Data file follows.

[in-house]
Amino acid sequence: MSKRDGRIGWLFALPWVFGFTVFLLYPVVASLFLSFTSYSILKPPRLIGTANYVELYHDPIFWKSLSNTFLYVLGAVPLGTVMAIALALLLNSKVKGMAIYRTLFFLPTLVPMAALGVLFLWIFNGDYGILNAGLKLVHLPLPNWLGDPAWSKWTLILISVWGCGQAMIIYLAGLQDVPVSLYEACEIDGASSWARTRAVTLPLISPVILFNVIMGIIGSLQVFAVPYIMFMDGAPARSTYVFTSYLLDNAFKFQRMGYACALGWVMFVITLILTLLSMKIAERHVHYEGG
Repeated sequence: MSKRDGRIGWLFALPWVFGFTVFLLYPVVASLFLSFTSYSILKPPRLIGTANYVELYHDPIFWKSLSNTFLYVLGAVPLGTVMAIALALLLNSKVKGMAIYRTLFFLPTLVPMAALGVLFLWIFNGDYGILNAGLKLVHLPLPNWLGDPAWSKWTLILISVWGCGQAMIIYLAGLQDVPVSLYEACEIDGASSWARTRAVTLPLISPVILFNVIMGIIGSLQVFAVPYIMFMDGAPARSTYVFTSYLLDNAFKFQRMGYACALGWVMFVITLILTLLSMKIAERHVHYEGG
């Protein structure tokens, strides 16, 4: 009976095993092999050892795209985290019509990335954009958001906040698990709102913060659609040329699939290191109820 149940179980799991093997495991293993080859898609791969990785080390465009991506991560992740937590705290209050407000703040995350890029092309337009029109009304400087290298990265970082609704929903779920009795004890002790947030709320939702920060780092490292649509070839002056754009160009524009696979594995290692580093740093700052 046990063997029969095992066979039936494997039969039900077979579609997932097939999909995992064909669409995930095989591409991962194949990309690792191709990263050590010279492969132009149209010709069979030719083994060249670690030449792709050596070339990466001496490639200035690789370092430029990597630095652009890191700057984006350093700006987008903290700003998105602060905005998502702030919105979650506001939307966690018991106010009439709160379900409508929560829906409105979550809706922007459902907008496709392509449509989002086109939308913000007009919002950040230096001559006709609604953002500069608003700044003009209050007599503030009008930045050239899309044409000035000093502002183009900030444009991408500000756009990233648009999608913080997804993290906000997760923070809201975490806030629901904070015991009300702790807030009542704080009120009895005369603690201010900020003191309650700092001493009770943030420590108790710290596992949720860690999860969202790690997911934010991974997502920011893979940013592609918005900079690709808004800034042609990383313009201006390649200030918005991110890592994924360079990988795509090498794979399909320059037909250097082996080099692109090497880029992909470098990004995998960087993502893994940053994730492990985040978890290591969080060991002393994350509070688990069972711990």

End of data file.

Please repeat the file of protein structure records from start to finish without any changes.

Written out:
[in-house]
Amino acid sequence: MSKRDGRIGWLFALPWVFGFTVFLLYPVVASLFLSFTSYSILKPPRLIGTANYVELYHDPIFWKSLSNTFLYVLGAVPLGTVMAIALALLLNSKVKGMAIYRTLFFLPTLVPMAALGVLFLWIFNGDYGILNAGLKLVHLPLPNWLGDPAWSKWTLILISVWGCGQAMIIYLAGLQDVPVSLYEACEIDGASSWARTRAVTLPLISPVILFNVIMGIIGSLQVFAVPYIMFMDGAPARSTYVFTSYLLDNAFKFQRMGYACALGWVMFVITLILTLLSMKIAERHVHYEGG
Repeated sequence: MSKRDGRIGWLFALPWVFGFTVFLLYPVVASLFLSFTSYSILKPPRLIGTANYVELYHDPIFWKSLSNTFLYVLGAVPLGTVMAIALALLLNSKVKGMAIYRTLFFLPTLVPMAALGVLFLWIFNGDYGILNAGLKLVHLPLPNWLGDPAWSKWTLILISVWGCGQAMIIYLAGLQDVPVSLYEACEIDGASSWARTRAVTLPLISPVILFNVIMGIIGSLQVFAVPYIMFMDGAPARSTYVFTSYLLDNAFKFQRMGYACALGWVMFVITLILTLLSMKIAERHVHYEGG
């Protein structure tokens, strides 16, 4: 009976095993092999050892795209985290019509990335954009958001906040698990709102913060659609040329699939290191109820 149940179980799991093997495991293993080859898609791969990785080390465009991506991560992740937590705290209050407000703040995350890029092309337009029109009304400087290298990265970082609704929903779920009795004890002790947030709320939702920060780092490292649509070839002056754009160009524009696979594995290692580093740093700052 046990063997029969095992066979039936494997039969039900077979579609997932097939999909995992064909669409995930095989591409991962194949990309690792191709990263050590010279492969132009149209010709069979030719083994060249670690030449792709050596070339990466001496490639200035690789370092430029990597630095652009890191700057984006350093700006987008903290700003998105602060905005998502702030919105979650506001939307966690018991106010009439709160379900409508929560829906409105979550809706922007459902907008496709392509449509989002086109939308913000007009919002950040230096001559006709609604953002500069608003700044003009209050007599503030009008930045050239899309044409000035000093502002183009900030444009991408500000756009990233648009999608913080997804993290906000997760923070809201975490806030629901904070015991009300702790807030009542704080009120009895005369603690201010900020003191309650700092001493009770943030420590108790710290596992949720860690999860969202790690997911934010991974997502920011893979940013592609918005900079690709808004800034042609990383313009201006390649200030918005991110890592994924360079990988795509090498794979399909320059037909250097082996080099692109090497880029992909470098990004995998960087993502893994940053994730492990985040978890290591969080060991002393994350509070688990069972711990």